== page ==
“No, baby girl. It will take a long time to get a baby and maybe we won’t even get one, but it will all be okay.” I believe that so sincerely.
We brought the kids to the first meeting not as any statement of family unity, but rather, because we like having them with us. Plus, there was really no harm in bringing them along. Teddy loves feeling included, particularly in things he knows are important, and I wanted this to all seem as natural to him as possible.
A few weeks ago, when Brian had the kids in the car without me, Teddy asked Brian out of nowhere, “Daddy, why can’t Mommy have any more babies?” I had already told him why and he never forgets a thing, but he had every right to hear it from someone else, too.
“Because she takes a medicine that makes it so that she can’t have babies,” Brian explained just like I had. Brian said he seemed satisfied. I was surprised, because when Teddy and I had the impromptu conversation a few weeks earlier, he had pushed me a bit.
“When do you finish taking the medicine?” he had asked me.
“In nine years,” I answered.
“So could you just have a baby then?”
“Maybe, but in nine years, you will be 15 years old and wouldn’t it be more fun for you to have a little brother or sister now when you’re young, too?”
“Yeah,” he answered, still thinking about it. Clearly he has picked up that adoption isn't the traditional route, but I love that he's getting comfortable with it, nonetheless.
* * *
Our meeting last week at the adoption agency was wonderfully smooth. “Sue,” the coordinator for parents hoping to adopt domestically, was lovely, and we had a hockey connection so we knew some of the same people.
We had come to decide on domestic adoption because we heard from several sources that international adoption with a cancer diagnosis is next to impossible. We hadn’t anticipated that (in fact, I had assumed just the opposite), but when it came down to it, domestic or international didn’t make much of a difference to us, so we easily shifted to the domestic path.
As the kids colored, played, and asked for water, Sue explained to us the process for domestic adoption. First, we fill out an application. We did that as the rain poured down on July 4th, and it was nothing more than basic demographics and a few bigger decisions (Would you consider adopting a child with special needs? Would you consider adopting a sibling group or twins?) The applicable fee is just about $300, and that gets us in the system.
Next, we will be matched with a social worker who will help us through the “home study.” I had a vision of a home study being just that – a study of our home to determine if we were qualified to be parents. But Sue explained that it’s not “a white glove test.” She explained that the social worker will walk around the whole house but not in order to find something wrong with it. Rather, she will see if our house is prepared for children and if for some reason it wasn’t, she would coach us as to what to do. The home study process takes several months, and five or six meetings with the social worker, some of which will include members of our extended family.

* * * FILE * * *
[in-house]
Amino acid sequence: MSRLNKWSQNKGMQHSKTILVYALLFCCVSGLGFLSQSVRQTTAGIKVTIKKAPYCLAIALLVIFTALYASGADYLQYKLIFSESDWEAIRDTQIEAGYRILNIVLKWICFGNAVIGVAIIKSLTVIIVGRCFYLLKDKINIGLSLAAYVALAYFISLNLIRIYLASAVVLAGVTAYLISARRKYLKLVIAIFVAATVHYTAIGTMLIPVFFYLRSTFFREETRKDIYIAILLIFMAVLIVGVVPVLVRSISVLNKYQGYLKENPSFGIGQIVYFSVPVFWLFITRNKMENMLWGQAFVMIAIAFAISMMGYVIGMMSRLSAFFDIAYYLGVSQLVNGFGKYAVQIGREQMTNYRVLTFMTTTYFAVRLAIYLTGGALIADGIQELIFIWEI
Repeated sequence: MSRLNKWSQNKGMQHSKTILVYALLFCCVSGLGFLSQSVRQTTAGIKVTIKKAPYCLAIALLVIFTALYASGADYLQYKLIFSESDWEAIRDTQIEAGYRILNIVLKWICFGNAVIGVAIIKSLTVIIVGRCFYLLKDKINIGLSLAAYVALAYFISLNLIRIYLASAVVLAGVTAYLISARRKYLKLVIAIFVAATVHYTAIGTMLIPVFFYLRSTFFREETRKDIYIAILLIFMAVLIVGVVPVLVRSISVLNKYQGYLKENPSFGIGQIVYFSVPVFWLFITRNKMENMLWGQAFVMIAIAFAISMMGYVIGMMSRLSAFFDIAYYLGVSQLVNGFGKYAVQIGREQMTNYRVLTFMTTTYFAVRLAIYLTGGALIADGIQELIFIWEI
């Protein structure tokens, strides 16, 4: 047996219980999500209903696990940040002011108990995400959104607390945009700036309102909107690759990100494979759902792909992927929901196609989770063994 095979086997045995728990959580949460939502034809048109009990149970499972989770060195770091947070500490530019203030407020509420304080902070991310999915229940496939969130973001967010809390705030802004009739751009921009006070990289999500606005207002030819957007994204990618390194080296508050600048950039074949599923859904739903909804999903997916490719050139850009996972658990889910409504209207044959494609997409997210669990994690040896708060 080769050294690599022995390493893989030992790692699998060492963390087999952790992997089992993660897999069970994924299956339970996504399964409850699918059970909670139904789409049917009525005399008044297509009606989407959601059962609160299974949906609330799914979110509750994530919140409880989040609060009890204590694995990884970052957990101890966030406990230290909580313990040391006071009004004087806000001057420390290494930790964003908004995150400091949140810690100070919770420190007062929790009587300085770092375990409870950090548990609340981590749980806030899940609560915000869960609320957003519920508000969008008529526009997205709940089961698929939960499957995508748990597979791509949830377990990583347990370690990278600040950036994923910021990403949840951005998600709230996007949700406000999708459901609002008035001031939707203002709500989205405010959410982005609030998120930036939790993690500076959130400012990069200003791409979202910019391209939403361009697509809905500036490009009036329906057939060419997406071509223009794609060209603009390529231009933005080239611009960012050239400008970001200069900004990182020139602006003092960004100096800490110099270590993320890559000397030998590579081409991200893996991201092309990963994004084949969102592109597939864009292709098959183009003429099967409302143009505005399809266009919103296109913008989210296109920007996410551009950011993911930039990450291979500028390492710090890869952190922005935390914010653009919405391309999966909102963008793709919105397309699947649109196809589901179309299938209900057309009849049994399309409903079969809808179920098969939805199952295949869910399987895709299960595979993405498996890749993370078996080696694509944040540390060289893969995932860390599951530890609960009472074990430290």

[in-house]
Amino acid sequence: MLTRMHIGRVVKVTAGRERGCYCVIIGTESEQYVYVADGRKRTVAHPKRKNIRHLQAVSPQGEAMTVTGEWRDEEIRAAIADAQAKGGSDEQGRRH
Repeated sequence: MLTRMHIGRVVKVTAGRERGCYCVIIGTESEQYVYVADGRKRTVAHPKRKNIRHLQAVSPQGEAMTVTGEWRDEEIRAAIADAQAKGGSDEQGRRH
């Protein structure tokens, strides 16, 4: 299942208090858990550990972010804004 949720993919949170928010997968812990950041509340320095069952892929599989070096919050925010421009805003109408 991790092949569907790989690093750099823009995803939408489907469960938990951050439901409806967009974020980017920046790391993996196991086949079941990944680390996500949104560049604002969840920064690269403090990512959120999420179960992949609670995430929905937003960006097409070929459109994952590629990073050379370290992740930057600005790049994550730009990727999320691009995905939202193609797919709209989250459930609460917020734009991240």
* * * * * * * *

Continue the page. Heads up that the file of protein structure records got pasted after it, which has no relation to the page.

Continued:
During the home study, we will also fill out massive amounts of paper work. Brian and I will each need to write an “autobiography” about ourselves so that the social worker can more easily get to know us. Then we will do everything from fingerprints to FBI clearances. Sue explained it as time consuming but not difficult. It's how the agency gets to know us so they can find the best match possible with a birth mother.
If our home study is “approved,” we enter into the phase where Sue will conduct “outreach” in order to get our family’s profile out to birth mothers in states where the agency has professional relationships. Apparently in the Southern states, birth mothers who are contemplating adoption visit attorney’s offices, while up here, birth mothers go through adoption agencies. The agency has relationships in several states all over the country so that they can try to introduce us to women who have decided to put their unborn baby up for adoption.
What I liked most about the agency is that they have birth mother liaisons who provide support to the birth mothers during and after their pregnancy. It means a lot to me that birth mothers are cared for by the agency to the extent that it’s possible. I honestly think that any woman who chooses to have a baby and put it up for adoption is strong and brave beyond words.
Sue also explained that birth mothers will get to know our family through a “profile” that we will create. Basically, this is a photo book about our family, our house, our hobbies, and what we have to offer a child. We literally make this book, run color copies off at Kinkos, and hope that a birth mother picks it up and wants to give her baby to us. It’s nuts, and incredible, all at the same time.
If Sue finds us a potential “match,” she will call and give us basic information about the mother and the unborn baby—perhaps the mother’s age, race, state of residency, and due date. Brian and I decide if it sounds like a good fit for us and if so, we agree to have our profile presented to birth mother, or if she has already seen it, then we agree to learn more. And so the “match” goes.
Of course, there was the lingering question...
My friend, “Jane,” who adopted her third child after beating breast cancer the first time (she more recently beat it again), had already told me about the cancer piece of this puzzle so I wasn’t all that worried. Still, I wanted to hear it straight from Sue. When Teddy was out of the room getting water, I asked her. “How would my cancer affect this process?”
Sue’s answer was just as Jane had prepped me. I will need a note from my oncologist stating that I have a “normal life expectancy.” Normal life expectancy.
There sure is a whole lot of a whole lot packed into those three words.
To be continued…